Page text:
Something New to Play With

From the time I first heard of them, I’ve been curious about oil sticks.  Recently, I decided to get a small set and find out first hand how to use them.

While these look very similar to oil pastels, they’re much different. An “oil stick” — also called a “paint stick”, an “oil bar”, or a “pigment stick” is made from pigment and oil — usually safflower or linseed — with mineral wax added to create a solid stick. Oil pastels, however, use a non-drying mineral oil in the manufacturing process. Oil pastels never dry completely. Oil sticks — or bars — will dry and cure like any other oil paint. When used lightly, the oil sticks will actually dry much more quickly than traditional oil paint.

As soon as I received my set of six — the colors shown above — I couldn’t wait to come to the studio and start playing. I didn’t stop to read any “how-to” information first. I just wanted to open them up and have fun.

So, I grabbed an old painting. This is a little 5 x 7 canvas I’d used for a bit of tree-painting practice. I thought maybe I could use the black paint stick to darken the shadows a bit… which, I did, but not after a bit of trial and error.

First, I couldn’t get any pigment from the stick to the canvas! Oh, wait. Yes, there’s a small “skin” that develops over the paint. Essentially, the exterior of the stick dries in such a way that it actually “seals in” the fresh pigment. That skin or “film” has to be removed before the stick can be used. This can be done with a palette knife, or as I did, by simply rubbing the stick with a tissue or rag.

Finally I was able to start applying pigment from the stick onto the old painting. I darkened the shadows on the left side of the trees, darkened the shadow in front of the trees, and added a black shadow area under the distant trees on the right. I got a bit too heavy-handed there.

 

And while I wanted to use the sticks to work more on the trees, I would first need to use a palette knife to cut the top into a very fine tip. I didn’t do that this morning. For right now, I just wanted to try a few colors, make a few strokes, and learn more about what these oil sticks can do.

So, next I grabbed the green from the set — it’s my favorite sap green — and applied a bit over those distant trees. I found it a little awkward. I was getting rather “splotchy” effects, but I could see how easily I might put pigment onto a canvas with these oil sticks and then blend it with a bit of medium. I played with a palette knife, too, scraping a little texture onto those trees.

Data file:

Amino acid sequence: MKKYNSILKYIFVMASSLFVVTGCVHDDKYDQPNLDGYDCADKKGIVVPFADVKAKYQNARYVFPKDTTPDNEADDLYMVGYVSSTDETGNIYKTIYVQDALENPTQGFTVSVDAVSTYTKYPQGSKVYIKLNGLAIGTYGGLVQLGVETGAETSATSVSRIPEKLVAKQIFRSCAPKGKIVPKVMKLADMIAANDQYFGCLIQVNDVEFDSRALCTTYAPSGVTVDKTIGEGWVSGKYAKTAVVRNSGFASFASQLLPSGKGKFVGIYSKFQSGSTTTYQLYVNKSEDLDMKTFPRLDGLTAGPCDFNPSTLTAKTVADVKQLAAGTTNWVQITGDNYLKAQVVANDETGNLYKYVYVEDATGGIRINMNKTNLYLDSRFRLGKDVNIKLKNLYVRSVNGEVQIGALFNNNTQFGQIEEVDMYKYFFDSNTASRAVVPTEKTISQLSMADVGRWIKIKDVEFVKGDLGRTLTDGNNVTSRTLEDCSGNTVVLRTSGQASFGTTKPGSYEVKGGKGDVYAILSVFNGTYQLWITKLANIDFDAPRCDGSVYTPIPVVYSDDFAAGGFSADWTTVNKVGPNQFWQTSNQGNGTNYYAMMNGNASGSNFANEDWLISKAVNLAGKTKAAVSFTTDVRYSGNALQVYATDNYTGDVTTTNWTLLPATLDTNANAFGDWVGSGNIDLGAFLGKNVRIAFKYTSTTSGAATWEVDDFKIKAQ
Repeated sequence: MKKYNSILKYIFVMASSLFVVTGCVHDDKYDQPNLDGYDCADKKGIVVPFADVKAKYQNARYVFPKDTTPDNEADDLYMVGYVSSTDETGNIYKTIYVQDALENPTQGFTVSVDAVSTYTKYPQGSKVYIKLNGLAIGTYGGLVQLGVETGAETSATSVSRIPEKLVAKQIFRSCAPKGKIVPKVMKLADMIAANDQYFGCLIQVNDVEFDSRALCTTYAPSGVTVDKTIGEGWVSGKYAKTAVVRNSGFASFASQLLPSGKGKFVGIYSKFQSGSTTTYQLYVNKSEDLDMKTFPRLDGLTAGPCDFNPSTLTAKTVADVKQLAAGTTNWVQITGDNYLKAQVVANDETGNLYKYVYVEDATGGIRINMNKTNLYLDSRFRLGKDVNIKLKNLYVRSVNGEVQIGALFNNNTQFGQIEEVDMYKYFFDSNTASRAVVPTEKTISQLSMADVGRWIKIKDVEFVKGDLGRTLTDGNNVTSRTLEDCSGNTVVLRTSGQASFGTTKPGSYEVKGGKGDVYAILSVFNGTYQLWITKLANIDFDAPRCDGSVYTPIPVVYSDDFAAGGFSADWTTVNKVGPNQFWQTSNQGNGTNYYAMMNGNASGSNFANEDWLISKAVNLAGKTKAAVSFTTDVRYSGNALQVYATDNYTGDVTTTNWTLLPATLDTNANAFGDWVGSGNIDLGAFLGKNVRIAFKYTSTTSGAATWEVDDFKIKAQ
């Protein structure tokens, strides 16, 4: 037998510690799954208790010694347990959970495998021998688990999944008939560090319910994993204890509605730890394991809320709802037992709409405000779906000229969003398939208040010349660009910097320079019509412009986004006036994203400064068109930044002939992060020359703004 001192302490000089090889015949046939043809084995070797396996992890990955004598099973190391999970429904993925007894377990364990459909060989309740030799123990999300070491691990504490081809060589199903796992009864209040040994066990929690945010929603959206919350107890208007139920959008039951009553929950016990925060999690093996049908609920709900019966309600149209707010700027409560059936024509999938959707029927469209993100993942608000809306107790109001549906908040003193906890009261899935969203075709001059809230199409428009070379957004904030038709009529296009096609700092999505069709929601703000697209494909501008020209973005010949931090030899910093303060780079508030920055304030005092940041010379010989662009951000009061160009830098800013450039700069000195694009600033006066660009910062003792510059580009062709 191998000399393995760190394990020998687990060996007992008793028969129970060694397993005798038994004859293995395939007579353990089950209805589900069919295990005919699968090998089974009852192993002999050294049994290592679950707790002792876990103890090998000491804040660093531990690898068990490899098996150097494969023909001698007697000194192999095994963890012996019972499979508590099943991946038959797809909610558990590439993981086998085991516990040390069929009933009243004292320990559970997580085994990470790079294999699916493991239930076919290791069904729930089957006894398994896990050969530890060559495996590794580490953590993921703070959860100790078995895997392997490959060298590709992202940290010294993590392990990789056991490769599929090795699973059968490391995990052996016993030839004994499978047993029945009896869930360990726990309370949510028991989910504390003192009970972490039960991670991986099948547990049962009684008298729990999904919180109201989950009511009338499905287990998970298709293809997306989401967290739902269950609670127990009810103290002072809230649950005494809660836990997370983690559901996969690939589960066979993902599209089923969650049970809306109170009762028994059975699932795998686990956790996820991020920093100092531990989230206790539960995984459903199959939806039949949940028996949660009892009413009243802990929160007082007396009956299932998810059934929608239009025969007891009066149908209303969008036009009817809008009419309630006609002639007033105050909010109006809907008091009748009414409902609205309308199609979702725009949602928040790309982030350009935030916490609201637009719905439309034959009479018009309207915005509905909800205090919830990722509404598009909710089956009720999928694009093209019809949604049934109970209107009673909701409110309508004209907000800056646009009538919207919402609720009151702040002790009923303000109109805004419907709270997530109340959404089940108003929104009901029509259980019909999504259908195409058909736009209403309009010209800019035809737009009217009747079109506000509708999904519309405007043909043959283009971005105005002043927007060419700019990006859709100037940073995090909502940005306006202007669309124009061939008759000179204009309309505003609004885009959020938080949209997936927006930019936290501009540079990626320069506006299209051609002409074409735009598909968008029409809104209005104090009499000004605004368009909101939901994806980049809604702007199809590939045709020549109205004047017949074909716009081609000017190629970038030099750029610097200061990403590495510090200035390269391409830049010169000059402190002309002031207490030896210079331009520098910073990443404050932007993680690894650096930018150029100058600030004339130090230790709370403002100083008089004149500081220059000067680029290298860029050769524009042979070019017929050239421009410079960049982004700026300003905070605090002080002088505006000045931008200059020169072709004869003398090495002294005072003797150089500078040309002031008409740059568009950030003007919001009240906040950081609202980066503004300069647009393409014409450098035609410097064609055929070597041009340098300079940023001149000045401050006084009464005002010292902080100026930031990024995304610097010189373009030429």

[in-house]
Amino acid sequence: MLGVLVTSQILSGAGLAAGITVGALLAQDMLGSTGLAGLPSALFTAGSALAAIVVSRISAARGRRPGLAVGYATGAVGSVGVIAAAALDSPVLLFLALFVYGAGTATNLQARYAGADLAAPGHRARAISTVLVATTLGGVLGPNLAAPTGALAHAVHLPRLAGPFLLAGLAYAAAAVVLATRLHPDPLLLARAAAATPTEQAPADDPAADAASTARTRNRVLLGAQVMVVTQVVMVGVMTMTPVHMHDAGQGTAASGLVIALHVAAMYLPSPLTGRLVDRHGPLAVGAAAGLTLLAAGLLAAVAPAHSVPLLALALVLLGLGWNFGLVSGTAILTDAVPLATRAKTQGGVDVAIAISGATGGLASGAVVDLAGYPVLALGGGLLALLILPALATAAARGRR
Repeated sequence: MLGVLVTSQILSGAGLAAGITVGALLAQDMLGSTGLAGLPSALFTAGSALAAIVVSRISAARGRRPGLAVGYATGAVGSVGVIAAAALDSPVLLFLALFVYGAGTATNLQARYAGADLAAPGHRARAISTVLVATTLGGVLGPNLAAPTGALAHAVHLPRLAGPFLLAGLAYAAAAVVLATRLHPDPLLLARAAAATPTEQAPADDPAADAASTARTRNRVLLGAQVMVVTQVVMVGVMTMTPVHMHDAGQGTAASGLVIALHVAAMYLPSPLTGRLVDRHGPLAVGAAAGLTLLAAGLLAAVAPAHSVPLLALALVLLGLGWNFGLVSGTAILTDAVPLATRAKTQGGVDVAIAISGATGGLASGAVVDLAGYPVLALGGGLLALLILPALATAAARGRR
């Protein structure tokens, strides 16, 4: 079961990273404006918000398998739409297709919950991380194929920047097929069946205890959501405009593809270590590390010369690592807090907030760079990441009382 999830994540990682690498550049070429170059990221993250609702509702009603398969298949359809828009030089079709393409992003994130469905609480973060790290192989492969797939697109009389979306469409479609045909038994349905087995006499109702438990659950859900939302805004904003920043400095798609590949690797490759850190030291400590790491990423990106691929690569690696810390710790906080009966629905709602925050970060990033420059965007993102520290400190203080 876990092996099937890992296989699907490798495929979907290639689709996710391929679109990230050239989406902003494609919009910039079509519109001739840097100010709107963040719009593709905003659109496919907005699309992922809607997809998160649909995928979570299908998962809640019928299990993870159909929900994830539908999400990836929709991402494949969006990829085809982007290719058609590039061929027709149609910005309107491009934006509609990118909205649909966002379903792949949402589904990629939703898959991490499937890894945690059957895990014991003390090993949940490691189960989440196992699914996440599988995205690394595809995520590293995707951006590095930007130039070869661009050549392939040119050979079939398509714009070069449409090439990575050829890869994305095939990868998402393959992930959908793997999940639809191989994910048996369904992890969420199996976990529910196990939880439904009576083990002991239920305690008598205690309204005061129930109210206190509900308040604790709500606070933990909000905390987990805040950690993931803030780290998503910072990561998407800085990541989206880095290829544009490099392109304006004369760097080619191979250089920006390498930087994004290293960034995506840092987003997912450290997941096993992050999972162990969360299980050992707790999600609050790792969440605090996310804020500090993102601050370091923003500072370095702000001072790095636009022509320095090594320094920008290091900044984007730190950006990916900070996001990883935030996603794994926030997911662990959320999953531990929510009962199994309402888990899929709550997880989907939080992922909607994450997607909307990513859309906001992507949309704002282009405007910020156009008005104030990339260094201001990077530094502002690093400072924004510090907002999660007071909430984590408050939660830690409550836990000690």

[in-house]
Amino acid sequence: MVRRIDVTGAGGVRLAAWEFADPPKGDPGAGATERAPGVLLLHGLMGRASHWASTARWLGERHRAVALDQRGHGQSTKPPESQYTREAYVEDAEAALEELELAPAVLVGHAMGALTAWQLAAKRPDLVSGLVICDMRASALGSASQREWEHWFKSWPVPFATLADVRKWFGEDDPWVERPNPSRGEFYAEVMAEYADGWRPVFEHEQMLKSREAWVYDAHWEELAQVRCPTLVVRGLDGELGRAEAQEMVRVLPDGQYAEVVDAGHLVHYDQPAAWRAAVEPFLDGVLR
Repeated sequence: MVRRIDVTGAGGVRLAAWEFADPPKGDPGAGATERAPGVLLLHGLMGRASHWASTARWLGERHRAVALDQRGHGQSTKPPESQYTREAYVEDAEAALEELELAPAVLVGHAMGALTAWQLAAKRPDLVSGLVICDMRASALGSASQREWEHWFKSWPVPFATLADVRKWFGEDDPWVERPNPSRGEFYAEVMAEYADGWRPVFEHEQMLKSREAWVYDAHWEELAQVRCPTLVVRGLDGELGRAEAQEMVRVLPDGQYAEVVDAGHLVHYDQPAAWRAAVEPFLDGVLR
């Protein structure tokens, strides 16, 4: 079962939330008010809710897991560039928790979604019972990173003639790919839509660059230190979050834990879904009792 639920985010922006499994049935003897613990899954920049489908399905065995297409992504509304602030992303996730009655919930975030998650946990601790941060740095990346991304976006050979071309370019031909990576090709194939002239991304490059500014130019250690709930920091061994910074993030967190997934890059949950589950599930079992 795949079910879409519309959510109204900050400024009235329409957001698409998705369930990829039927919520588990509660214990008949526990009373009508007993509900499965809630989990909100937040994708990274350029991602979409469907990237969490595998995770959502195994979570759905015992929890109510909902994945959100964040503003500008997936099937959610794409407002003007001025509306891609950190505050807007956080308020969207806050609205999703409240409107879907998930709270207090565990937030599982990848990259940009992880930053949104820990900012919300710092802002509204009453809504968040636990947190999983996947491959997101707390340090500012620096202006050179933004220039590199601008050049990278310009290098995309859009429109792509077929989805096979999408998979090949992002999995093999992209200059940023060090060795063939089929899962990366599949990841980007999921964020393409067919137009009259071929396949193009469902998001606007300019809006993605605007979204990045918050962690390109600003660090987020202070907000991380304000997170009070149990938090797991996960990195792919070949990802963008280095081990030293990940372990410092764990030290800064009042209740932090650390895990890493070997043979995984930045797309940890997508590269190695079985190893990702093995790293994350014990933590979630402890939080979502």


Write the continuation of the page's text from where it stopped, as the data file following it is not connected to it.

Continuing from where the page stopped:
Then, having learned that I would need a little more instruction before I would be able to use these sticks successfully, I went looking for information.

Here’s a short video I found from Dick Blick that shows you just what oil sticks are and how they can be used. You can also see the three sizes available: mini, standard, and jumbo.

One question I do have is how well these oil sticks will blend with my water-soluble oils. I don’t anticipate having any problems using the two types of oils together. Oil sticks can also be used in combination with oil pastels, and I’ll certainly be trying that, as well.

Although I don’t plan to do any fabric art, oil pigment sticks can be used on fabric, and also on wood. As shown in the video, they’re a great choice for stenciling.

I’m planning to use my oil sticks mostly for color blocking after I’ve sketched out the basic lines and shapes of a composition. I might use them also as a “finishing touch” to add highlights or to increase the depth of the shadows in a landscape painting.

I am definitely intrigued by oil sticks, and I’m heading back to my easel now to play with them a little more. They are pricier than oil pastels, but comparable in price to a tube of oil paint. And, if you’re curious about them but don’t want to purchase a set, they are sold individually.

I bought the “basic colors” set which includes the following:

  • Napthol Red
  • Azo Yellow
  • Ultramarine Blue
  • Sap Green
  • Ivory Black
  • Titanium White

You can also find “fluorescents” and “iridescents” and “metallics”. A number of sets are available ranging from sets of 3 to sets of 54 sticks.

What I’m most excited about is the convenience these sticks offer. I do want to try more plein air painting. I’m always hesitant and it’s mostly because of the difficulties involved in transporting oil paints. I think it will be much easier for me to venture outside with a canvas panel and a few oil sticks. It will be very easy for me to carry these sticks along with me when I head out to the hiking trails nearby.

Now, I’m ready to go play and have fun with my new “art toys”.

What’s new in your studio?

 

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